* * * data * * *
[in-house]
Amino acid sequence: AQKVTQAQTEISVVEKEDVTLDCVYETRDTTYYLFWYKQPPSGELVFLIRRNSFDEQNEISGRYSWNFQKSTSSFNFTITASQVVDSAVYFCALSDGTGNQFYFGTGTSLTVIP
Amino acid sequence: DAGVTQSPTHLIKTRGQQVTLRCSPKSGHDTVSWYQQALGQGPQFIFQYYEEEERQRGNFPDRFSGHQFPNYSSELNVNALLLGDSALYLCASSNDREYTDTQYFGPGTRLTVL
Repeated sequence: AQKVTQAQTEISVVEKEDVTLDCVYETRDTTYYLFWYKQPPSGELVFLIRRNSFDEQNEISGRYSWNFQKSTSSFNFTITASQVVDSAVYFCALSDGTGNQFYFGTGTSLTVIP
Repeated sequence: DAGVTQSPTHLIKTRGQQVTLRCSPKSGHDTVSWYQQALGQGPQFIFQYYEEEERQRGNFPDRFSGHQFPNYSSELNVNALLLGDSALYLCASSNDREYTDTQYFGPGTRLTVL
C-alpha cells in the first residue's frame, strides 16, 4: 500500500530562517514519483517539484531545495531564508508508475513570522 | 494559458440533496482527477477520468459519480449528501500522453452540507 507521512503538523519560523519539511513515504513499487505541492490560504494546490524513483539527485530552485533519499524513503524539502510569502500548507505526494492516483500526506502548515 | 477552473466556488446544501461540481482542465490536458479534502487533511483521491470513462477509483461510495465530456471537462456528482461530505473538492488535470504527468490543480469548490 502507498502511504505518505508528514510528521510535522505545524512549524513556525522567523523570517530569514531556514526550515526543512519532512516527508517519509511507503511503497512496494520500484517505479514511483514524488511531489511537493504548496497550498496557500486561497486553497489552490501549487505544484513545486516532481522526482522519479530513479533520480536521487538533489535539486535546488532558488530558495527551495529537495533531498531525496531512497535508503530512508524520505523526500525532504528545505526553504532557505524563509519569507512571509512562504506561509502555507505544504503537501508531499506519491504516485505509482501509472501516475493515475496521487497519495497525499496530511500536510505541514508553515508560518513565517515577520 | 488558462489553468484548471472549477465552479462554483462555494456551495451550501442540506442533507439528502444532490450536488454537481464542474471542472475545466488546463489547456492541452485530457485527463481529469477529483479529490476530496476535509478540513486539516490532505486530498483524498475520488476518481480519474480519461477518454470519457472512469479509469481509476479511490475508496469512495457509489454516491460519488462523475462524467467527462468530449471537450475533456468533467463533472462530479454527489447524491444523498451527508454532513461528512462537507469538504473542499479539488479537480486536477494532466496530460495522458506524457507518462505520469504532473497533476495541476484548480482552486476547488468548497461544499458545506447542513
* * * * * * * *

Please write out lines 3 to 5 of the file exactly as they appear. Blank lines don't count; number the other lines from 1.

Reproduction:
Amino acid sequence: DAGVTQSPTHLIKTRGQQVTLRCSPKSGHDTVSWYQQALGQGPQFIFQYYEEEERQRGNFPDRFSGHQFPNYSSELNVNALLLGDSALYLCASSNDREYTDTQYFGPGTRLTVL
Repeated sequence: AQKVTQAQTEISVVEKEDVTLDCVYETRDTTYYLFWYKQPPSGELVFLIRRNSFDEQNEISGRYSWNFQKSTSSFNFTITASQVVDSAVYFCALSDGTGNQFYFGTGTSLTVIP
Repeated sequence: DAGVTQSPTHLIKTRGQQVTLRCSPKSGHDTVSWYQQALGQGPQFIFQYYEEEERQRGNFPDRFSGHQFPNYSSELNVNALLLGDSALYLCASSNDREYTDTQYFGPGTRLTVL